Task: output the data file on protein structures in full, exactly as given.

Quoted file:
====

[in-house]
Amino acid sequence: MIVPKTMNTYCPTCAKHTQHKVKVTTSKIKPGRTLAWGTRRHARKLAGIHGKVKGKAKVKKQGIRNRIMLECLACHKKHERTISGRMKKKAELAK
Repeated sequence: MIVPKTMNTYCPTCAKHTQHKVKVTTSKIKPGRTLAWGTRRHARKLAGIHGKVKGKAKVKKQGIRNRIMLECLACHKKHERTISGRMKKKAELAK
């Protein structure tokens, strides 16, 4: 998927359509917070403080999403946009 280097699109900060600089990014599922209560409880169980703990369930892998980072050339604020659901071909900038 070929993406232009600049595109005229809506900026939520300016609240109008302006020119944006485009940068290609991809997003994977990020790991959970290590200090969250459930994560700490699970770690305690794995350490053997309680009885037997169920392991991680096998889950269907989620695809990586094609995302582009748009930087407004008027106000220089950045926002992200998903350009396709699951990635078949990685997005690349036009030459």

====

[in-house]
Amino acid sequence: MIVPKTMNTYCPTCAKHTQHKVKVTTSKIKPGRTLAWGTRRHARKLAGIHGKVKGKAKVKKQGIRNRIMLECLACHKKHERTISGRMKKKAELAK
Repeated sequence: MIVPKTMNTYCPTCAKHTQHKVKVTTSKIKPGRTLAWGTRRHARKLAGIHGKVKGKAKVKKQGIRNRIMLECLACHKKHERTISGRMKKKAELAK
């Protein structure tokens, strides 16, 4: 998927359509917070403080999403946009 280097699109900060600089990014599922209560409880169980703990369930892998980072050339604020659901071909900038 070929993406232009600049595109005229809506900026939520300016609240109008302006020119944006485009940068290609991809997003994977990020790991959970290590200090969250459930994560700490699970770690305690794995350490053997309680009885037997169920392991991680096998889950269907989620695809990586094609995302582009748009930087407004008027106000220089950045926002992200998903350009396709699951990635078949990685997005690349036009030459």